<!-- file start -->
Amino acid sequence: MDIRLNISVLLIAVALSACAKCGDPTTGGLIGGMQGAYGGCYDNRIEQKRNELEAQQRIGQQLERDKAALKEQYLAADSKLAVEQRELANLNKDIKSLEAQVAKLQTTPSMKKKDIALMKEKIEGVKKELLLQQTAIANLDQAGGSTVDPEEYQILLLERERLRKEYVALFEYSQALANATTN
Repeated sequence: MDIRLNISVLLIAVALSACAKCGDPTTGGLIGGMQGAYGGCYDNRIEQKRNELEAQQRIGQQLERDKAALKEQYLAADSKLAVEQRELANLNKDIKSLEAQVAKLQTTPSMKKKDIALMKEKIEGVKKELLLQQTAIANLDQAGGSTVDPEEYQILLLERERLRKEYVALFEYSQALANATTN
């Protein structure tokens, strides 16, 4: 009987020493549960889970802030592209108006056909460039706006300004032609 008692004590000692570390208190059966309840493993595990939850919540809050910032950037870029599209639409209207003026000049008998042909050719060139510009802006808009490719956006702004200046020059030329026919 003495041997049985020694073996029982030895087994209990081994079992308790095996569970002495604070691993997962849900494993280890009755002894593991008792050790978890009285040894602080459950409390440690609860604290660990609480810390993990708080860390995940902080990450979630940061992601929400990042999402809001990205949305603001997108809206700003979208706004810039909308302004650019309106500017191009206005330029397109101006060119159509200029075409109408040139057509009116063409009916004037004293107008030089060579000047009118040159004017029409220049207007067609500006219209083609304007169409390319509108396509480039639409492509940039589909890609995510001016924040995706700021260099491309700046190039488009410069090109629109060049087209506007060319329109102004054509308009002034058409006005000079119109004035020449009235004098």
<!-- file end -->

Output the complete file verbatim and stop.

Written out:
Amino acid sequence: MDIRLNISVLLIAVALSACAKCGDPTTGGLIGGMQGAYGGCYDNRIEQKRNELEAQQRIGQQLERDKAALKEQYLAADSKLAVEQRELANLNKDIKSLEAQVAKLQTTPSMKKKDIALMKEKIEGVKKELLLQQTAIANLDQAGGSTVDPEEYQILLLERERLRKEYVALFEYSQALANATTN
Repeated sequence: MDIRLNISVLLIAVALSACAKCGDPTTGGLIGGMQGAYGGCYDNRIEQKRNELEAQQRIGQQLERDKAALKEQYLAADSKLAVEQRELANLNKDIKSLEAQVAKLQTTPSMKKKDIALMKEKIEGVKKELLLQQTAIANLDQAGGSTVDPEEYQILLLERERLRKEYVALFEYSQALANATTN
């Protein structure tokens, strides 16, 4: 009987020493549960889970802030592209108006056909460039706006300004032609 008692004590000692570390208190059966309840493993595990939850919540809050910032950037870029599209639409209207003026000049008998042909050719060139510009802006808009490719956006702004200046020059030329026919 003495041997049985020694073996029982030895087994209990081994079992308790095996569970002495604070691993997962849900494993280890009755002894593991008792050790978890009285040894602080459950409390440690609860604290660990609480810390993990708080860390995940902080990450979630940061992601929400990042999402809001990205949305603001997108809206700003979208706004810039909308302004650019309106500017191009206005330029397109101006060119159509200029075409109408040139057509009116063409009916004037004293107008030089060579000047009118040159004017029409220049207007067609500006219209083609304007169409390319509108396509480039639409492509940039589909890609995510001016924040995706700021260099491309700046190039488009410069090109629109060049087209506007060319329109102004054509308009002034058409006005000079119109004035020449009235004098």